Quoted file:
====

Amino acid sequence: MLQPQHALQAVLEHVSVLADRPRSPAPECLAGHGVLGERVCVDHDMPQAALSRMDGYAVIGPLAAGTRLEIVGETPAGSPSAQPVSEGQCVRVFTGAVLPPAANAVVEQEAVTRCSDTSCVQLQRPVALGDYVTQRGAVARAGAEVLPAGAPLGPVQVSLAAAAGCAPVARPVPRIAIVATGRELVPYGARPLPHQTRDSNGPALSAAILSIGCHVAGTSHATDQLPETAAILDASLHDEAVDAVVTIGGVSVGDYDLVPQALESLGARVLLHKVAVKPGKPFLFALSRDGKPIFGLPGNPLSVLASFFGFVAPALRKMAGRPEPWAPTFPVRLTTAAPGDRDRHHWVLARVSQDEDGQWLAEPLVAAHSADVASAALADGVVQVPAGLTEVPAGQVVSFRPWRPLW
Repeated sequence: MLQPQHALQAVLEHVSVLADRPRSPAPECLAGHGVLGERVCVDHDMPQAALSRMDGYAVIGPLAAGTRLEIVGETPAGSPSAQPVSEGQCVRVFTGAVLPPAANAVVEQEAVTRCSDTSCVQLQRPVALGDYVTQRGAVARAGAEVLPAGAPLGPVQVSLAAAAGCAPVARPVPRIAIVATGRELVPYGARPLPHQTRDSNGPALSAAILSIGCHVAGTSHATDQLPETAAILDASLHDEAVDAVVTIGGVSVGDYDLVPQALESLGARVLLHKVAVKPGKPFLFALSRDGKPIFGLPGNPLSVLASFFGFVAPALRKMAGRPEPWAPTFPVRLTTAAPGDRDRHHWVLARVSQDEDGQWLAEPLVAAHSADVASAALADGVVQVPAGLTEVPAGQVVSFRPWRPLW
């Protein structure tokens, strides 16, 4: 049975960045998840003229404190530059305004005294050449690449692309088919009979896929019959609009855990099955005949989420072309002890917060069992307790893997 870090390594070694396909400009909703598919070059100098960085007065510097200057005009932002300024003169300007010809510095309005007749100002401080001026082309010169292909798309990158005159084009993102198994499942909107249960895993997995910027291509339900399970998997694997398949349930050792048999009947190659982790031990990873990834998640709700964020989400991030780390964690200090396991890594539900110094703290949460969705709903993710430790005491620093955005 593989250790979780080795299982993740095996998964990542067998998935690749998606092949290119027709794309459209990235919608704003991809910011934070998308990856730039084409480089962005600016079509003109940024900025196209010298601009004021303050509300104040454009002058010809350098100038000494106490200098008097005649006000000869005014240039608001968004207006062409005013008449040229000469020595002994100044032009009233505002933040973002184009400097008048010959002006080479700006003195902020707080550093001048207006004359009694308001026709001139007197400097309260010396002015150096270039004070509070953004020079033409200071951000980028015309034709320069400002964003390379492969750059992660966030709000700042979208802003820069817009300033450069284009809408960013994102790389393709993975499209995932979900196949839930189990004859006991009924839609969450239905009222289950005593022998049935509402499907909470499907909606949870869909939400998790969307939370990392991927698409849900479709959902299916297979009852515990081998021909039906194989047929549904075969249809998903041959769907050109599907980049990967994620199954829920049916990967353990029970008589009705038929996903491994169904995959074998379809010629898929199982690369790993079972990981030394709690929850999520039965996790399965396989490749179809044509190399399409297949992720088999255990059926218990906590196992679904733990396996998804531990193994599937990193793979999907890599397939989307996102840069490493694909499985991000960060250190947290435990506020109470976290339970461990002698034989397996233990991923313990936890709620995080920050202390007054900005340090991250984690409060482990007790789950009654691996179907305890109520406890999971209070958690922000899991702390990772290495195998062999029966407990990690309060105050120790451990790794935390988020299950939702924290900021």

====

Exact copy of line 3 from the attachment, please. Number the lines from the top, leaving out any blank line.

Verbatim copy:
């Protein structure tokens, strides 16, 4: 049975960045998840003229404190530059305004005294050449690449692309088919009979896929019959609009855990099955005949989420072309002890917060069992307790893997 870090390594070694396909400009909703598919070059100098960085007065510097200057005009932002300024003169300007010809510095309005007749100002401080001026082309010169292909798309990158005159084009993102198994499942909107249960895993997995910027291509339900399970998997694997398949349930050792048999009947190659982790031990990873990834998640709700964020989400991030780390964690200090396991890594539900110094703290949460969705709903993710430790005491620093955005 593989250790979780080795299982993740095996998964990542067998998935690749998606092949290119027709794309459209990235919608704003991809910011934070998308990856730039084409480089962005600016079509003109940024900025196209010298601009004021303050509300104040454009002058010809350098100038000494106490200098008097005649006000000869005014240039608001968004207006062409005013008449040229000469020595002994100044032009009233505002933040973002184009400097008048010959002006080479700006003195902020707080550093001048207006004359009694308001026709001139007197400097309260010396002015150096270039004070509070953004020079033409200071951000980028015309034709320069400002964003390379492969750059992660966030709000700042979208802003820069817009300033450069284009809408960013994102790389393709993975499209995932979900196949839930189990004859006991009924839609969450239905009222289950005593022998049935509402499907909470499907909606949870869909939400998790969307939370990392991927698409849900479709959902299916297979009852515990081998021909039906194989047929549904075969249809998903041959769907050109599907980049990967994620199954829920049916990967353990029970008589009705038929996903491994169904995959074998379809010629898929199982690369790993079972990981030394709690929850999520039965996790399965396989490749179809044509190399399409297949992720088999255990059926218990906590196992679904733990396996998804531990193994599937990193793979999907890599397939989307996102840069490493694909499985991000960060250190947290435990506020109470976290339970461990002698034989397996233990991923313990936890709620995080920050202390007054900005340090991250984690409060482990007790789950009654691996179907305890109520406890999971209070958690922000899991702390990772290495195998062999029966407990990690309060105050120790451990790794935390988020299950939702924290900021």